I have funny memories of my Grandma's Wisconsin kitchen. Once the leg fell off my gingerbread man when it was time to pose for the picture; I pouted. My grandma's refusal to wash dishes during summer thunder storms. Seven layer salad was a genuine foreign food to a Californian, vegetarian, hippy child. I'm not sure if I liked it, but I know I loved the bacon. Much to the chagrin of my parents. Her kitchen was long and narrow, meticulously clean, with a window looking out on the back yard, the garden, and the strawberry bed.
After my grandma died there were years I didn't eat shortcake, at least not the way she made it. Then one day I found the recipe hiding in my mom's recipe box. I copied it out on an index card. Now my grandma's shortcake is standard summer fare. Or April fare, if you live in the South where summer hustles in and sticks around with a vengeance.
I warn you, this is not a sweet shortcake. It's more like a biscuit. The berries and ice cream piled on high add all the sweetness (no skimping, make a lot of berries). I once made this for an older friend and with a voice full of the past, she said, "This is the way my mother used to make shortcake." I love the food of memories, cherishing our families, the good and the bad, no perfect people, but looking for love. And sometimes you do have to look for the love, overlook the bitterness, add the sweet to the salty and come out with something good.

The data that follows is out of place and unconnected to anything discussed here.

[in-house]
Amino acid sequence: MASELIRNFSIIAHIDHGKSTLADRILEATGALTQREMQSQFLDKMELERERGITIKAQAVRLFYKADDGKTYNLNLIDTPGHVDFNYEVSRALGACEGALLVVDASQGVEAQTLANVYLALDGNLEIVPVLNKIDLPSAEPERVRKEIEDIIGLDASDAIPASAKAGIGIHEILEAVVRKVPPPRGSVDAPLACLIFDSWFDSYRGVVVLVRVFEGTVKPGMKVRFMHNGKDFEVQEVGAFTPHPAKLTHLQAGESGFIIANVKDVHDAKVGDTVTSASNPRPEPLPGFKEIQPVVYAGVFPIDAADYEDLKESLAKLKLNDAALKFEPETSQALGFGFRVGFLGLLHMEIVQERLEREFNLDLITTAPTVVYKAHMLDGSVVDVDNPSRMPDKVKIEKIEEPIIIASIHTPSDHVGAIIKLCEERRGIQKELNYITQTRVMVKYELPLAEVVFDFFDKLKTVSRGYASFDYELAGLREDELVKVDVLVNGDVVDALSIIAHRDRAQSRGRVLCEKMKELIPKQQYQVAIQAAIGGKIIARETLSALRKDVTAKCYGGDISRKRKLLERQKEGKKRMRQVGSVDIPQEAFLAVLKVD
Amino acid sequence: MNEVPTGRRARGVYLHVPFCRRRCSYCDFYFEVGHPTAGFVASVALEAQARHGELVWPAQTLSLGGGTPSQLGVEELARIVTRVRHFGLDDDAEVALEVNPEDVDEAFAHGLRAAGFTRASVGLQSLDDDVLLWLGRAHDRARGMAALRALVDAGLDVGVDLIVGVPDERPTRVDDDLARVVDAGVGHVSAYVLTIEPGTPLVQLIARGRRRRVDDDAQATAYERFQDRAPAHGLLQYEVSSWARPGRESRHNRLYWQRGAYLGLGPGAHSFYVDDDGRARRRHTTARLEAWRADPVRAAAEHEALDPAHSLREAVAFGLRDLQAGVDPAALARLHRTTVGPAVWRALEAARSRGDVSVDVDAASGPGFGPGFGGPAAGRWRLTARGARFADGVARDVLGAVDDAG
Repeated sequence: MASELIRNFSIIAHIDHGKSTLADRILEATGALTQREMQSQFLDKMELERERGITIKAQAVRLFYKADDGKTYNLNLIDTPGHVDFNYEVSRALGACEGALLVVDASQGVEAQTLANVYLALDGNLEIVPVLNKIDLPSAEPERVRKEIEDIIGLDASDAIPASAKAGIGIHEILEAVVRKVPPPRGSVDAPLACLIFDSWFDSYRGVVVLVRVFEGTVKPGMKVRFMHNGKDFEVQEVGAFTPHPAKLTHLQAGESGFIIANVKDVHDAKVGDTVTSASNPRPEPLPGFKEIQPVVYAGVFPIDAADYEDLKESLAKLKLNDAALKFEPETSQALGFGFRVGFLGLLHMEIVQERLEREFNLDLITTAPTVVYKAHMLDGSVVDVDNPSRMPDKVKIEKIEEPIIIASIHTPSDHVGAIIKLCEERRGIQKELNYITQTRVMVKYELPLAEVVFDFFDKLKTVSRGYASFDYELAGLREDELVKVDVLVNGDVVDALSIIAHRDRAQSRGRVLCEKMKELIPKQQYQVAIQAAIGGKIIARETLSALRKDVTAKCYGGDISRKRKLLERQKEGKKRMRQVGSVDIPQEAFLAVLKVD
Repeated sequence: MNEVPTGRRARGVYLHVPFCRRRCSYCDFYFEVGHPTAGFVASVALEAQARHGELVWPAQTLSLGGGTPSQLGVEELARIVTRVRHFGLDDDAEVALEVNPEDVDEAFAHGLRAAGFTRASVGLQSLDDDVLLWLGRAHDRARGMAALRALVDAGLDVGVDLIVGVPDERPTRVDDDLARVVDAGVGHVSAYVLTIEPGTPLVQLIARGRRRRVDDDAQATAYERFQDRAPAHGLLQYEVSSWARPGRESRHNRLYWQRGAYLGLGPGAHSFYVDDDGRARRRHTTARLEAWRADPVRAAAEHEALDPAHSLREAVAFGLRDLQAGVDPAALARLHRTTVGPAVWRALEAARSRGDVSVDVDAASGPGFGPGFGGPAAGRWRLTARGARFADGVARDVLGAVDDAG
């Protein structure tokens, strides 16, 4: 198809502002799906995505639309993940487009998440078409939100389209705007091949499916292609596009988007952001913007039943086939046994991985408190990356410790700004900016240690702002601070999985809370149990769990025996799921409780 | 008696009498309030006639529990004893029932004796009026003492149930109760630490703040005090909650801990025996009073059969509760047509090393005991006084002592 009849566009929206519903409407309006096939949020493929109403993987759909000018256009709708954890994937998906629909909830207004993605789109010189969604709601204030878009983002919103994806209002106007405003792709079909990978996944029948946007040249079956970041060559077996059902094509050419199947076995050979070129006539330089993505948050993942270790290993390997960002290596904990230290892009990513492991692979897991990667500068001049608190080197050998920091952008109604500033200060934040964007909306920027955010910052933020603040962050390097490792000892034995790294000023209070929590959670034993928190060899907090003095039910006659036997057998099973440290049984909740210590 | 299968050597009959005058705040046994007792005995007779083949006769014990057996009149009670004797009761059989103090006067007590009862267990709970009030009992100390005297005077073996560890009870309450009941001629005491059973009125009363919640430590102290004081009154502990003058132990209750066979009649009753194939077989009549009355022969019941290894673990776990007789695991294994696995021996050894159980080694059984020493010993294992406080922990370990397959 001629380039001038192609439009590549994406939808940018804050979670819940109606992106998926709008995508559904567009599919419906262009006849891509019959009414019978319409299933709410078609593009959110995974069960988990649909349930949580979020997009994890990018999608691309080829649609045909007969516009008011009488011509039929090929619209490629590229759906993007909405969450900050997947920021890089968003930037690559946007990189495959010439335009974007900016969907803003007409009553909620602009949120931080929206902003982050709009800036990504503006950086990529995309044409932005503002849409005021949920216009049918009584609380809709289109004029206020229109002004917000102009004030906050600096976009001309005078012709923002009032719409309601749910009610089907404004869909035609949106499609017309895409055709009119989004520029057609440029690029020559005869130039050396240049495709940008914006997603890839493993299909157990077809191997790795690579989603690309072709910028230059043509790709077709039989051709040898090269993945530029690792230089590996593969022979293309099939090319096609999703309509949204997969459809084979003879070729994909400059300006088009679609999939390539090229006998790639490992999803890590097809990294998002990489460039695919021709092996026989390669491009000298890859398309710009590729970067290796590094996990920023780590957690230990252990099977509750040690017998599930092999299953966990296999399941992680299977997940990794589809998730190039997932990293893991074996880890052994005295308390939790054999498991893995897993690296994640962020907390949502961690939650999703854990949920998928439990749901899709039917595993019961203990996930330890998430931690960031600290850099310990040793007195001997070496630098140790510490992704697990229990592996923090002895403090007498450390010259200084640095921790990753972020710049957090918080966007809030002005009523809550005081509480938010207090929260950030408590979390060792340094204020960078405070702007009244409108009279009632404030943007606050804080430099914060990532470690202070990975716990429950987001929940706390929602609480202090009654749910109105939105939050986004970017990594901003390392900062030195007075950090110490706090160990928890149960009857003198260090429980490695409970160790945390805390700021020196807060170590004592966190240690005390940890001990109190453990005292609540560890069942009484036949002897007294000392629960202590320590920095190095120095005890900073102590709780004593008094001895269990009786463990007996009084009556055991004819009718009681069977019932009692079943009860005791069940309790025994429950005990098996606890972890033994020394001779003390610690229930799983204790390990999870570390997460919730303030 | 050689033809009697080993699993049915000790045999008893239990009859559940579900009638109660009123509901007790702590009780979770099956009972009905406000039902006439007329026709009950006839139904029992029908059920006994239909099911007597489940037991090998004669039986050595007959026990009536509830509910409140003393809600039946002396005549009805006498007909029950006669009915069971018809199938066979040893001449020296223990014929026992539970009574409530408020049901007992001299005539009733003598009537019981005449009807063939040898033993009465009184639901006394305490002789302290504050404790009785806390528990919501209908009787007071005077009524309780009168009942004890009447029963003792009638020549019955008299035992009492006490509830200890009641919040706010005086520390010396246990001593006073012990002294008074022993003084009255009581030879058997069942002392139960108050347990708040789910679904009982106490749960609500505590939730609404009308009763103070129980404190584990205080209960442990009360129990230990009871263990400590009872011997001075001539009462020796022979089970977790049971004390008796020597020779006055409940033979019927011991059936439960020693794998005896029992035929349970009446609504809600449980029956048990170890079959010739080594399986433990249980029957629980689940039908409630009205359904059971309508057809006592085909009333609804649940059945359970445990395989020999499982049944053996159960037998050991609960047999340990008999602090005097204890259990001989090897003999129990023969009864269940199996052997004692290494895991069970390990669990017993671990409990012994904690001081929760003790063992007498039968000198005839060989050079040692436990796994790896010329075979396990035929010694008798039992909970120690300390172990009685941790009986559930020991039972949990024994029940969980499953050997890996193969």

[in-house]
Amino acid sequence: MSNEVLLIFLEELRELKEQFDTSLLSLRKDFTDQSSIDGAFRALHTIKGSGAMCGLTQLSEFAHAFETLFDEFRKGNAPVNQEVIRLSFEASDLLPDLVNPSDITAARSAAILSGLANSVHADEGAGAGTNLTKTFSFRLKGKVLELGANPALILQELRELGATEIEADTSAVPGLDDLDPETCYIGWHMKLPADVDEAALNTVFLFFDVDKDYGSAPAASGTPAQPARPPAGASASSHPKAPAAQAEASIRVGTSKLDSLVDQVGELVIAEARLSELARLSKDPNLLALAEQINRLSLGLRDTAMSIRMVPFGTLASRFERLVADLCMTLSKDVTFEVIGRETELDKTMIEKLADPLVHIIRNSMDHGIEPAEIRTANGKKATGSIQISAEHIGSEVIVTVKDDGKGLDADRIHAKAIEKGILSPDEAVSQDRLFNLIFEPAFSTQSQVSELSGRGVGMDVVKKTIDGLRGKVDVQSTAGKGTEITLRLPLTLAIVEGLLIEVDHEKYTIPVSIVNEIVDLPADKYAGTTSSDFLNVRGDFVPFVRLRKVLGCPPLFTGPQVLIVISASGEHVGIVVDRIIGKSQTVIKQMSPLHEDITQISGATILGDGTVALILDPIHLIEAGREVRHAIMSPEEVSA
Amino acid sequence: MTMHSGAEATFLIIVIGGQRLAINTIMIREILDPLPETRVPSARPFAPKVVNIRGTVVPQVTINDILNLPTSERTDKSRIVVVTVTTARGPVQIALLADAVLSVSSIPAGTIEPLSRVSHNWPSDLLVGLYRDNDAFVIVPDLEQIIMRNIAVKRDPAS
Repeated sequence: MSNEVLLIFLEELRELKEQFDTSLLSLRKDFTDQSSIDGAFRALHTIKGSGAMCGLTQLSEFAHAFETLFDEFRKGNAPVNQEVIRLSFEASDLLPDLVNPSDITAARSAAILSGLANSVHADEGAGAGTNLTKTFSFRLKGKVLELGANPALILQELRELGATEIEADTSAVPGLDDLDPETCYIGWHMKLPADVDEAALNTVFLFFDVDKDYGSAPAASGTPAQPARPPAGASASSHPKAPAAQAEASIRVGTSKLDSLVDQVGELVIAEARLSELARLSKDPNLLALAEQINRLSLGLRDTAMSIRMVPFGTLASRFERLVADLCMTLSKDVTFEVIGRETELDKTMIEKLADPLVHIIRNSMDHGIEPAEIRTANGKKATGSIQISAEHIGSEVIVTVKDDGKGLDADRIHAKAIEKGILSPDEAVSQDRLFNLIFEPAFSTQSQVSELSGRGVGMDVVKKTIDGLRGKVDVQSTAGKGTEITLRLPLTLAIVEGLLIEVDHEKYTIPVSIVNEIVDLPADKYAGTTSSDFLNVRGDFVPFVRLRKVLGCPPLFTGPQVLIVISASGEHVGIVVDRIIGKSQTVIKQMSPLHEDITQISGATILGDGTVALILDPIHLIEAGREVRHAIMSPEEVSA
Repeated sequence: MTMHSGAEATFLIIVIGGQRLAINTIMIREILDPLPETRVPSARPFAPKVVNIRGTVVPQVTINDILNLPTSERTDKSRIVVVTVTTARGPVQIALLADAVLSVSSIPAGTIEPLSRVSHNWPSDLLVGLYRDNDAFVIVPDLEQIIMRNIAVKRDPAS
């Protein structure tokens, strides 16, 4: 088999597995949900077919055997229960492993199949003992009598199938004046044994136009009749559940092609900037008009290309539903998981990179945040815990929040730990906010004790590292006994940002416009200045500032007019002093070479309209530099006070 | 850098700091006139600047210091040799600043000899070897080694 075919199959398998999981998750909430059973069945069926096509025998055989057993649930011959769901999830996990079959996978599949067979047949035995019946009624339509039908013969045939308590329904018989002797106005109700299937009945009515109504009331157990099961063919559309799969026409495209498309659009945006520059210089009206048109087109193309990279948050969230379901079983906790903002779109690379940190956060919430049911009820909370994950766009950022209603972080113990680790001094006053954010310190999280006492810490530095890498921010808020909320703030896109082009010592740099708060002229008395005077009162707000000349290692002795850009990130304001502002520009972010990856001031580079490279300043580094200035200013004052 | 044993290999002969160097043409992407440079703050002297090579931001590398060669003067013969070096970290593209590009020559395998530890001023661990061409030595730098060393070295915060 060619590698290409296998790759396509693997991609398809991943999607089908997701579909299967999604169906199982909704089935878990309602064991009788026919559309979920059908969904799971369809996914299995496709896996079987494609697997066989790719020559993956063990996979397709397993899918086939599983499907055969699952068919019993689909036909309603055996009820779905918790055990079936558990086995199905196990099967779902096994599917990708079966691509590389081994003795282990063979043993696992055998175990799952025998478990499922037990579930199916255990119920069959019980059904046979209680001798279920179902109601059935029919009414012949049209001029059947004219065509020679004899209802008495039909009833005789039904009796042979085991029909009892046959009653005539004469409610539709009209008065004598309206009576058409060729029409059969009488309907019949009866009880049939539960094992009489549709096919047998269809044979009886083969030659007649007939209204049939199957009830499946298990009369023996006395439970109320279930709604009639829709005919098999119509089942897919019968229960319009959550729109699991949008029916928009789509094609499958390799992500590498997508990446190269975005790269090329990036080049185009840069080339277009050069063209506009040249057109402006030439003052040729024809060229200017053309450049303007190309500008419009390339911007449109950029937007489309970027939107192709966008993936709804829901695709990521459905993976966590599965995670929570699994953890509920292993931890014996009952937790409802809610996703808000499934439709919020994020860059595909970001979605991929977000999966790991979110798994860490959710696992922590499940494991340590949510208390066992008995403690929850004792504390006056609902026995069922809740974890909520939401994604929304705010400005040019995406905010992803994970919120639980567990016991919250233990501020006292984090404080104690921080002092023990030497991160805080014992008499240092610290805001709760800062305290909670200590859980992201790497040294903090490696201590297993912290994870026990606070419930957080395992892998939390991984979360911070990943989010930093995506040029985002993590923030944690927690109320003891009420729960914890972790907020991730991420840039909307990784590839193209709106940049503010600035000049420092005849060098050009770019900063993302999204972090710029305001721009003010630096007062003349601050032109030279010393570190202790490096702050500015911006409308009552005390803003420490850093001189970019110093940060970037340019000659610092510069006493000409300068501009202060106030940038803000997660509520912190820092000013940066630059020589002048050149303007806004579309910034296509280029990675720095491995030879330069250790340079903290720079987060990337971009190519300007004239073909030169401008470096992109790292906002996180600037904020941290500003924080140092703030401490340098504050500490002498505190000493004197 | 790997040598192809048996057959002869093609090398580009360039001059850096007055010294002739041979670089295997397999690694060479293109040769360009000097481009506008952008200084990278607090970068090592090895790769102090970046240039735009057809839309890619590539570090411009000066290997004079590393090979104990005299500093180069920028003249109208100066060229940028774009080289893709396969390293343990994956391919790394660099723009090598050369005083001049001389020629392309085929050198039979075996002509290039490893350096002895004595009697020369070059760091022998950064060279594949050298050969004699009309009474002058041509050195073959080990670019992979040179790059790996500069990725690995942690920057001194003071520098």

All of which is a long aside...the recipe for Shortcake:
2 c. flour
3 tsp. baking powder
1 tsp. salt (a little less if you use salted butter)
3 TB sugar
1/2 c. shortening (I use butter)
2/3 c. milk
Pre-heat oven to 400 degrees.
Sift together the flour, powder, salt, and sugar. Cut in the shortening until the mixture is like oatmeal. If you don't have a pastry blender an easy way to do this is to hand-grate the butter into the flour, using a cheese grater, then crumble it into the dry ingredients with your fingers. (I use the food processor: pulse the dry ingredients a couple times. Cut the butter in one inch pieces, then add it to the dry ingredients and run the processor for a minute.) With a fork (or a quick whir of the machine) add the milk. Mix just until blended. Knead lightly, about 20 seconds. Turn out onto a floured board. Roll to a half inch thick circle. Bake on a greased cookie sheet (or parchment paper) for 20 minutes.
And as for the strawberries, I hope you already know, but just in case...
Slice or mash a bunch of berries. Add a heap of sugar. Taste. Add more sugar if it doesn't taste sickly sweet. Refrigerate for a couple hours, until the berries have released their juices. The juice is critical, if for some reason your berries don't make much, add a small amount of water. Stir it in and let the mixture sit a few more minutes.
Last year's post on freezer jam.